Yes, he’s back. Or is it a he? Or a they? And...wait, was Bram Stoker’s most famous invention really funny?
You will find out when you go to New World Stages, which began a run of “Dracula: A Comedy of Terrors” on September 9 for 18 weeks. The show, co-written by Gordon Greenberg and Steve Rosen, is 90 minutes of a “gender-bending quick-change romp, with a pansexual Gen Z Count in the middle of an existential crisis.” What is most remarkable is that five performers play dozens of roles, including a vampire hunter, an insect connoisseur, and more. “The audience is watching remarkable actors doing all these silly illusions right in front of them,” says Greenberg. “Think Monty Python meets Mel Brooks.”
As for the “sexual” component, the co-writers point out that, as Greenberg explains, “Stoker was a queer man—not everyone knows that—and a big admirer (and then some) of Oscar Wilde. And Dracula essentially seduces everyone he meets.”
But they assure us this show is for all ages, from our young kids (“anything too suggestive will go over their heads”) to our mothers. As Rosen says, “you are watching resilient theatre actors making magic right in front of your eyes. And did I mention we also have puppets!”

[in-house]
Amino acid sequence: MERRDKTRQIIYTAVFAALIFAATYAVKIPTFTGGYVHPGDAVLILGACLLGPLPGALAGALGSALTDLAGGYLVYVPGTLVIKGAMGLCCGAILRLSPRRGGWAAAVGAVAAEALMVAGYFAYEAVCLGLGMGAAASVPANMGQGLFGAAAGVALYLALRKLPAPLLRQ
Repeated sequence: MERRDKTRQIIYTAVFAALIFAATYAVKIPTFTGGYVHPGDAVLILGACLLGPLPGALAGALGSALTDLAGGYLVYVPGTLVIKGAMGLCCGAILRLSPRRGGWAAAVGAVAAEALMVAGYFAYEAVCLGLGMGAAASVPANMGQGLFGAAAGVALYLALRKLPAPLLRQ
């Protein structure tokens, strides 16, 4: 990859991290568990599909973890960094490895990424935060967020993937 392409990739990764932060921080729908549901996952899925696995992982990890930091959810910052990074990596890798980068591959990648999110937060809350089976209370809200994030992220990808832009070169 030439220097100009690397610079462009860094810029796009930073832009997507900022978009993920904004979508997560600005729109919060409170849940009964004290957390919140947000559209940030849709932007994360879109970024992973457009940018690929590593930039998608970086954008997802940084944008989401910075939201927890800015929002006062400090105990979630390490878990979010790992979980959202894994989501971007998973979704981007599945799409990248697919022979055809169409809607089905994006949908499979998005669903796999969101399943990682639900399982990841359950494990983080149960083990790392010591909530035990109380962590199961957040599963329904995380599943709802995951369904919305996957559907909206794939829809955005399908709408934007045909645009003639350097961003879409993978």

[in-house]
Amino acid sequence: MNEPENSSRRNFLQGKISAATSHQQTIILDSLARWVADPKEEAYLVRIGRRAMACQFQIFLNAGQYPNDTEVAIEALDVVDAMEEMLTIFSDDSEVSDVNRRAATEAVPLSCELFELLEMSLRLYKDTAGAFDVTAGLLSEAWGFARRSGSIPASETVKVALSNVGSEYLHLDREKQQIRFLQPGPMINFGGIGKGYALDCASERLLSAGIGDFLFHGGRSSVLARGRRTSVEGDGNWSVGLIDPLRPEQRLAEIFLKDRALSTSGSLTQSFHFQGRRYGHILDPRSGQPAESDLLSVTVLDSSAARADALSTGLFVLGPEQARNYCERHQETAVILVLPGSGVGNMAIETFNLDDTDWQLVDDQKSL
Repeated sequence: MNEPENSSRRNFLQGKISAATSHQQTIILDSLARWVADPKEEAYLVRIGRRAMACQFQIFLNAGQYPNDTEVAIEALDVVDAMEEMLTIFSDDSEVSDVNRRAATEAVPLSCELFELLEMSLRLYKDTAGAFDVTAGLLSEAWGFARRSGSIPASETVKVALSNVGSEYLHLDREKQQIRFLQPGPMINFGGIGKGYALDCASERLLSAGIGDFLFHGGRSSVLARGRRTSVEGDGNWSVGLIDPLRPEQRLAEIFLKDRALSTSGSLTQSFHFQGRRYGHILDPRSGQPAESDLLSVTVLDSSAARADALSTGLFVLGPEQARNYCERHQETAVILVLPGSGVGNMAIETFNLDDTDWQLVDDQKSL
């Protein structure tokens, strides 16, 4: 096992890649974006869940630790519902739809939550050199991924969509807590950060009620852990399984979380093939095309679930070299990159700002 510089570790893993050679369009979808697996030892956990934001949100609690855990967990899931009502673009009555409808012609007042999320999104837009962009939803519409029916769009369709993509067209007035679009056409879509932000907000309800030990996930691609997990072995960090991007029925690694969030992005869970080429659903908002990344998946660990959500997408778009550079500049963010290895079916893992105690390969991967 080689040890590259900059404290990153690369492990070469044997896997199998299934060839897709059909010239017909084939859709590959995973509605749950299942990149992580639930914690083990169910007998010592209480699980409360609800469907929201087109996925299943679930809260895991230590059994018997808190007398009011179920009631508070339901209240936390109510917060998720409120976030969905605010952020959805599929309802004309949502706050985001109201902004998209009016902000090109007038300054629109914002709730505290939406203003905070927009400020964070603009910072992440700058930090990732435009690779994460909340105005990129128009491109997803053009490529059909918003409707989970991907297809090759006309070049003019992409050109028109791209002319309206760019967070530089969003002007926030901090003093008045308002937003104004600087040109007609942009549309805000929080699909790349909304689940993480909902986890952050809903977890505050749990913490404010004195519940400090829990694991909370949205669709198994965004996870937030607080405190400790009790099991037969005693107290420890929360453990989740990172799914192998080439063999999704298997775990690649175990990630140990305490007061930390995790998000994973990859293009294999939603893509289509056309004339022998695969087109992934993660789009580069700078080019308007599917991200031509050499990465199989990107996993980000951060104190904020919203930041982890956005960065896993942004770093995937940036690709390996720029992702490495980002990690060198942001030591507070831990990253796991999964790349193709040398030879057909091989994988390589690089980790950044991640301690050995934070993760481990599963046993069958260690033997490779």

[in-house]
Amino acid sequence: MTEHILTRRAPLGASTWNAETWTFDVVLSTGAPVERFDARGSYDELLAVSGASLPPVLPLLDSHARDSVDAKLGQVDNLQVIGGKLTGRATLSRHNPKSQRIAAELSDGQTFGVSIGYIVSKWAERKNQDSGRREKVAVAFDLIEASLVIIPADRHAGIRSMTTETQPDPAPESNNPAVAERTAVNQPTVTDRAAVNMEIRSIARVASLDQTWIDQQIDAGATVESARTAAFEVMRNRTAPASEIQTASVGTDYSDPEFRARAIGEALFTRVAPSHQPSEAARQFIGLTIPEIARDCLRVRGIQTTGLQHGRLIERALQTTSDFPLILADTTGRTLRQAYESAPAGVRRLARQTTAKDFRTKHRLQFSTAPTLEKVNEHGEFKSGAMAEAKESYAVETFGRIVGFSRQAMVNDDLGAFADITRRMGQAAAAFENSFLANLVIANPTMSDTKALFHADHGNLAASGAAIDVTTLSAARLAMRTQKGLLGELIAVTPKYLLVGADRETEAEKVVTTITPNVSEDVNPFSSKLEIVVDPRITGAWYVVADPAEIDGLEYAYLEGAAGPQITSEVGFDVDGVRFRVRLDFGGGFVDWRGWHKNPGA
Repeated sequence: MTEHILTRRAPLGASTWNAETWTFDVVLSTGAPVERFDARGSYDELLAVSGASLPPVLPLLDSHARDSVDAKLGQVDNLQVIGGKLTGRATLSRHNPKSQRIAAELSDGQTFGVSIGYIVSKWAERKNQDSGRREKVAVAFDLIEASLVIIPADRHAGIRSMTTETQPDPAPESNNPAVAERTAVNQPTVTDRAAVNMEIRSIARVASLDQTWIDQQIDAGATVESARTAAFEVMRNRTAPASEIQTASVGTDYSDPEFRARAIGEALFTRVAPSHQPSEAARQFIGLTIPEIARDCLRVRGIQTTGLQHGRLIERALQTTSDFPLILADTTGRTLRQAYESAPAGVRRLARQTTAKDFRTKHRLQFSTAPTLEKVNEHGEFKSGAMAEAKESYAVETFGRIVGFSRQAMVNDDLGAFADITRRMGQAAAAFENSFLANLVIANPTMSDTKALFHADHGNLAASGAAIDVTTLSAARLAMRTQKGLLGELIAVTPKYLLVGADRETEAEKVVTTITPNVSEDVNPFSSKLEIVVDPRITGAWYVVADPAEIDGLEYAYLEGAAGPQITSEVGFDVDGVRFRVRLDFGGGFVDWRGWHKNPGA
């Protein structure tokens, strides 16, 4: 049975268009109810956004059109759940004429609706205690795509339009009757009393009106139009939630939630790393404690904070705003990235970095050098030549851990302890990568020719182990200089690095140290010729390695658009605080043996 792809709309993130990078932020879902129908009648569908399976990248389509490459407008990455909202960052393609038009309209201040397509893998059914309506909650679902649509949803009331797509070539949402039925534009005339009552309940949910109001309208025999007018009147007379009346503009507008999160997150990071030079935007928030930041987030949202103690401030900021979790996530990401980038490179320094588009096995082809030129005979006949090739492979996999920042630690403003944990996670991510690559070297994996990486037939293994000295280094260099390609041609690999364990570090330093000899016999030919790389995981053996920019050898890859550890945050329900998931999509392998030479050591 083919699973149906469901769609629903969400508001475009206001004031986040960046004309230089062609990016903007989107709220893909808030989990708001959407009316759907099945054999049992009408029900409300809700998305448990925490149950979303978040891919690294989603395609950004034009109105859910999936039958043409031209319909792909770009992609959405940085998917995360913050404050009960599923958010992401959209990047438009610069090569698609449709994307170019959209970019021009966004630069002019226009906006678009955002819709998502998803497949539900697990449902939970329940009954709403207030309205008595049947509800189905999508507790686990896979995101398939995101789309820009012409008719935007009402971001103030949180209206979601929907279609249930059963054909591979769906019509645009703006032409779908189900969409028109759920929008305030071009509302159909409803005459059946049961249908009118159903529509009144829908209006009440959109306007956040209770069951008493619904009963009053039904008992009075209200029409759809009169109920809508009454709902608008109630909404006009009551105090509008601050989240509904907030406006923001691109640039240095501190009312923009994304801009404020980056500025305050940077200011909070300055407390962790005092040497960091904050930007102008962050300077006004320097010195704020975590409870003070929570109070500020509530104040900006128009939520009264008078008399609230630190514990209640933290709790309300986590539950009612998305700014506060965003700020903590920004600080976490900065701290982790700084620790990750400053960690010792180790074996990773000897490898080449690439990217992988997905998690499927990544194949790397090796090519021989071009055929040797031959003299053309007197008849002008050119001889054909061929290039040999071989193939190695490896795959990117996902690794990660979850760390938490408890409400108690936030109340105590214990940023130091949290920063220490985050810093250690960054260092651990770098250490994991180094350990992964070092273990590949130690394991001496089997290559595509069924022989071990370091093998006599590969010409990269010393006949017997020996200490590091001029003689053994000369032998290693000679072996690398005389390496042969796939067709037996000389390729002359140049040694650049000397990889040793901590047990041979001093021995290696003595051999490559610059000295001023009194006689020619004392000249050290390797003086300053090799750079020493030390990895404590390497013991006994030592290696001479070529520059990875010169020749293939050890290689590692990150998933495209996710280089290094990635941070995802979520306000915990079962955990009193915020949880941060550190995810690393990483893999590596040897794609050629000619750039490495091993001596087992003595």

One of those performers, Andrew Keenan-Bolger, says he was initially attracted to the project due to his love of the horror genre and mostly, by his admiration of Rosen and Greenberg: “I’ve respected them both for a very long time,” he says. Keenan-Bolger has had a successful stage career (following his sibling, Celia, who won the tony for “To Kill A Mockingbird”) but admits he’s never quite had a challenge like this. “I play seven or eight characters,” he says, “all in different hats. I think I use five different accents and a lot of mental gymnastics in one scene. Yes, it’s a marathon.”
As for their co-writing process, Rosen and Greenberg claim they sit in one room with one computer and agree on every word before hitting “send.” They each have other work: Greenberg, for example, directed a very long, highly successful production of Edward Albee’s “Who’s Afraid of Virginia Woolf,” last year in Los Angeles. Seems far in theme from the current comedy of horrors, but as Greenberg points out, “hey, both shows are about people sucking other people’s blood.”
Worth reading is a novel by Joseph O’Connor called “Shadowplay,” which is about the time Bram Stoker was hired at the Lyceum Theater in England. Trust me, this is a page turner. Back in our city, the Dracula duo is not thinking past its current Off-Broadway run; they’re mostly just hoping to bring back some joy to the theatre-going experience. “We can’t wait to make people laugh again,” says Rosen. “They’ve been through so much sadness and anxiety over the last few years, and there may be more to come. But at least for 90 minutes, they can laugh through this pleasure trip and immersive experience.” They will laugh and maybe even scream a bit. Bram would be, dare I say, stoked?
“We can’t wait to make people laugh again. They’ve been through so much sadness and anxiety over the last few years, and there may be more to come. But at least for 90 minutes, they can laugh through this pleasure trip and immersive experience.” Steve Rosen, co-writer “Dracula: A Comedy of Terrors”